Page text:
This is perhaps the worst mistake that any nonprofit can make; assuming that a solution that works for one cause will also work for another. The days of fearmongering PSAs have largely passed, and what has developed is a mire of media competing to win the attention of a massive and often fickle audience. In this free-for-all of memes, fundraising drives, and “challenges,” the truly savvy nonprofit needs to recognize that the value of awareness only goes so far and that further steps must be taken to make a difference.

How Nonprofits Can Leverage Social Media

How Nonprofits Can Leverage Social Media—Lazar Finker

Changes in how information is spread have forced nonprofits to adapt or fall behind. To that end, may of these organizations have tried to create strong brands for themselves online, an endeavor which requires the creation of social media accounts and consistent delivery of content. There’s an audience for every cause; but not all nonprofits are created equal when it comes to generating support through social media.

With this in mind, I’d like to discuss a few of the factors to consider when running a social media account as a nonprofit.

What do you want to achieve?

Social media is an effective tool, but it’s not enough to just start an account and expect followers to come out of the woodwork. Before a nonprofit creates social media properties, it should consider the possible outcomes of their campaign and determine what they’re hoping to achieve. Part of this involves defining an audience; they will inevitably play a role in an organization’s outcomes and should be considered carefully.

Conducting surveys and crafting personas are both solid first steps when it comes to defining an audience; and segmenting it as much as possible can create a few different angles to consider when creating content.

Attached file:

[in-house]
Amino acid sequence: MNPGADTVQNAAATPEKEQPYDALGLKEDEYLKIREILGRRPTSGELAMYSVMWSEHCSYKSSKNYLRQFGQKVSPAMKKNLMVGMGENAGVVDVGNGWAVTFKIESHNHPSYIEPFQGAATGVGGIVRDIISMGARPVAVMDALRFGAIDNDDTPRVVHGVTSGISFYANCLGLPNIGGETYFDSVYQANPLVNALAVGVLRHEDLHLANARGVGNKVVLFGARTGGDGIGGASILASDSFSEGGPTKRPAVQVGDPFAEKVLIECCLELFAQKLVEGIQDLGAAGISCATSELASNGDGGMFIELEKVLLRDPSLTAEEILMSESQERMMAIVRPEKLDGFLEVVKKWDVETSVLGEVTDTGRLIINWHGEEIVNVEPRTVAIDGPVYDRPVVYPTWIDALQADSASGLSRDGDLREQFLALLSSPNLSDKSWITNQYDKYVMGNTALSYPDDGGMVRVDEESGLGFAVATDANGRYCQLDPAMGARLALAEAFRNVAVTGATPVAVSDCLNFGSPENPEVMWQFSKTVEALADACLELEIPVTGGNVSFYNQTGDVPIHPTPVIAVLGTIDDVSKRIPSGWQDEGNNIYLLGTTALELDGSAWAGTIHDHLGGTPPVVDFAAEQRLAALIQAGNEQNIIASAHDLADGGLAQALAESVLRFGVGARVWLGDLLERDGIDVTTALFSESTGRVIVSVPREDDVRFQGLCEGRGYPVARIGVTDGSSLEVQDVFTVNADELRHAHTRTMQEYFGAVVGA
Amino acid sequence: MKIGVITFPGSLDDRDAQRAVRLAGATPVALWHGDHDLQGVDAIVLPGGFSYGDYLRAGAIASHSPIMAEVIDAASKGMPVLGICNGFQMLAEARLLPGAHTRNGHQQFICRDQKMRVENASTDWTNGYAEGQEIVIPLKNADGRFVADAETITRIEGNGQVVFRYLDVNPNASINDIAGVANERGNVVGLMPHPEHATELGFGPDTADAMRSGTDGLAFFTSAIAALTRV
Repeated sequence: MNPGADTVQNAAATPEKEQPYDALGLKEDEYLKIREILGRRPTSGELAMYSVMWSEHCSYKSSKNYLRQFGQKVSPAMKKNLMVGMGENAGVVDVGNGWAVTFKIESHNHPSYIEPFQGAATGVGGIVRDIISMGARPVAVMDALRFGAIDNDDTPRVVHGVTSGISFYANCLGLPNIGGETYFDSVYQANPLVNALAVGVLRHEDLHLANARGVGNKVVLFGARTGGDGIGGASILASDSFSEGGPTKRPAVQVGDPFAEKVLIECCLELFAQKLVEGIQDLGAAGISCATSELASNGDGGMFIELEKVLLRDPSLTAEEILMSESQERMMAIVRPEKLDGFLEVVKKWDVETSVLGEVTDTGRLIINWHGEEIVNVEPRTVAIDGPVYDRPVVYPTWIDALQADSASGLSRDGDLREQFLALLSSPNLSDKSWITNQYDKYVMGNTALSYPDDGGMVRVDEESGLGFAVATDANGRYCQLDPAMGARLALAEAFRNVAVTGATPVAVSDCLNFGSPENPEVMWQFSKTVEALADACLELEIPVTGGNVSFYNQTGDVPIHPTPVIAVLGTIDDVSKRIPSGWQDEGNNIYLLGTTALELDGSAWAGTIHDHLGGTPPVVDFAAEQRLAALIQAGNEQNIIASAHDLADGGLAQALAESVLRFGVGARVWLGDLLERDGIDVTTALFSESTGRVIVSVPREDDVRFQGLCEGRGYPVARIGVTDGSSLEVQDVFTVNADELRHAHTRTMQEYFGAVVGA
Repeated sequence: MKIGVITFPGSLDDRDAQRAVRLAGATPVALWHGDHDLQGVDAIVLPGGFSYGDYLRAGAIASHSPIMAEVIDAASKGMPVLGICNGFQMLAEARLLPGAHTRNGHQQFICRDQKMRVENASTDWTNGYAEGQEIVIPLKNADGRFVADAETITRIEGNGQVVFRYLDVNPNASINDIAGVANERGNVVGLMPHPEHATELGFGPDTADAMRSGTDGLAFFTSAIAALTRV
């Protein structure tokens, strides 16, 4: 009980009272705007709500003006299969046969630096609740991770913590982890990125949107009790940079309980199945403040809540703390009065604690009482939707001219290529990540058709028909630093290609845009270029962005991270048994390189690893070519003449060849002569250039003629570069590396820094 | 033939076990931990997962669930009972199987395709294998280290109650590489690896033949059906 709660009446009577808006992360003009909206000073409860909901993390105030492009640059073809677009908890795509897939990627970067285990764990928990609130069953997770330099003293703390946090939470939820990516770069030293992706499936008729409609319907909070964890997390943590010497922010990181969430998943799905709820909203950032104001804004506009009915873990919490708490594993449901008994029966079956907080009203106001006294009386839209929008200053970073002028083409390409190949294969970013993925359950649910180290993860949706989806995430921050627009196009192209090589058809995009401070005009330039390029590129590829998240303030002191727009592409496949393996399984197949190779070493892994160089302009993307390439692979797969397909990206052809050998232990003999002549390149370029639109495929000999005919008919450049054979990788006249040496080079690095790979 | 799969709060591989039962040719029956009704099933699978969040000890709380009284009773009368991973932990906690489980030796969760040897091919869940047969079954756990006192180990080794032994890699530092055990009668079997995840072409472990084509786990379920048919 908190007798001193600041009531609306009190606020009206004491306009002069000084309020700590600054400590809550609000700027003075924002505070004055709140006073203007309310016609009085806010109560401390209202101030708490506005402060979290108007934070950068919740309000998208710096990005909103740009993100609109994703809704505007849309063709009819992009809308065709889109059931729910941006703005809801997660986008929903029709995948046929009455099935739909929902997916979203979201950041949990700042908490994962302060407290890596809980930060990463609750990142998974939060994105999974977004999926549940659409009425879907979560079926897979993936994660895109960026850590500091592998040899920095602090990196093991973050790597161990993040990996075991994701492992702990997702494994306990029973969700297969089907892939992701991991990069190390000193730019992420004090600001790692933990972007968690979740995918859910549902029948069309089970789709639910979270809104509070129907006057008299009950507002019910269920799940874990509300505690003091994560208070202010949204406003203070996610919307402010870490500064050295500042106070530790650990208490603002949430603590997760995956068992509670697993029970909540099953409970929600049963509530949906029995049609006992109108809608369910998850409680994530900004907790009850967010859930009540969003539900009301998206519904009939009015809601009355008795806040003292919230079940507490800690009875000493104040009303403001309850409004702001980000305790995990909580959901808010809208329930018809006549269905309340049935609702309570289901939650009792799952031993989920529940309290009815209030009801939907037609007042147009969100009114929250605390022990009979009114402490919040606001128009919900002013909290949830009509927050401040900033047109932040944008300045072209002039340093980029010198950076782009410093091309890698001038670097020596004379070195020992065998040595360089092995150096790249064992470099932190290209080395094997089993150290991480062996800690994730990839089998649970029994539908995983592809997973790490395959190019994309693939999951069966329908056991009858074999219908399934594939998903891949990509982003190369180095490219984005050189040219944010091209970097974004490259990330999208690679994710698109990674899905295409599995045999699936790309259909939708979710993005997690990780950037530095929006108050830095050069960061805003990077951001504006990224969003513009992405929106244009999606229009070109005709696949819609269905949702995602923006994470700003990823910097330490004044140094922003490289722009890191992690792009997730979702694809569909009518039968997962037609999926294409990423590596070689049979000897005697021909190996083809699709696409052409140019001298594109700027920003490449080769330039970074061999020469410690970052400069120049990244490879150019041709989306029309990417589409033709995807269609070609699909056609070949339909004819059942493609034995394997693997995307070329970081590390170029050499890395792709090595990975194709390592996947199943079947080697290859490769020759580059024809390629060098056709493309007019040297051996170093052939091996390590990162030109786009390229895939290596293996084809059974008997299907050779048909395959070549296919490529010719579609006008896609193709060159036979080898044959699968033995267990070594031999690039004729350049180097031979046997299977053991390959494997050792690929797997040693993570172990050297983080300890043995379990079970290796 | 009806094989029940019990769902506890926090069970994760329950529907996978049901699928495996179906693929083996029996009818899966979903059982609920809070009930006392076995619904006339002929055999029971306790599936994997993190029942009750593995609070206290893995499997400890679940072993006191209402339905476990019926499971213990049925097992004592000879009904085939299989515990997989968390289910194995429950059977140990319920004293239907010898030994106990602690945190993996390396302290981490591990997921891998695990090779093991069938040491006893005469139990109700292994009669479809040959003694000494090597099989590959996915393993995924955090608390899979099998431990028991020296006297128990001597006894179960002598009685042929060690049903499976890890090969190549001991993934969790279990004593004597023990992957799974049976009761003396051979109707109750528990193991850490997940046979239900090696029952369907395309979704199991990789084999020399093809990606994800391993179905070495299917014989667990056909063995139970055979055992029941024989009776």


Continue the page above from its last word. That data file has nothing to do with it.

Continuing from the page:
What value do you provide through social media?

Once an audience has been established, nonprofits will need to consider methods to properly engage with them. Often, nonprofits will opt to establish themselves as authoritative figures in their subject of choice by crafting original content. This approach is the most useful for establishing brand recognition for a certain nonprofit and education, as it gives an organization control over the message they are sending.

Alternatively, a nonprofit can become a curator of content in their field of choice, a similar approach that allows for easy sharing of news and establishing relationships with other organizations. Lastly, nonprofits can use social media as a platform for bringing their community together, promoting an exchange of ideas and creating passion for the cause.

Really, all three of these have merit, and a balance of the three depending on objectives is the best way to provide value to an audience.

How do you deliver good content?

Part of prompting engagement and raising a strong audience is delivering solid content to stakeholders. Content should be regular, match an organization’s voice and brand, and, perhaps most importantly, be authentic. Don’t go into a social media endeavor with the open intent of leveraging an audience to accomplish something; provide them with answers, engage frequently, and help them as much as you can. This will keep followers coming back and make them more likely to spread the word on their own volition.

Additionally, organizations should ensure that anything posted is of solid quality; paying for stock images or leveraging existing video of charitable efforts can create interesting, visually-dynamic updates.

What to do with an active audience?

In the best case scenario, all a nonprofit need to do to turn a social media following into capital is ask for donations.

This is, however, only practical with an active and engaged following. For that matter, it helps if a nonprofit has an objective that they’re looking to accomplish; involving social media followers as closely as possible is great for generating further engagement.

In many ways, working with social media followers is fairly close to working with potential customers in a for-profit business. Measuring each step of the process is crucial, and involves monitoring outreach activity, page traffic, conversion rates, and retention rates. It’s all about building a relationship that works two ways, and although nonprofits seldom have time to interact with each and every social media follower, they can still be responsive and prolific enough to make meaningful connections through various networks.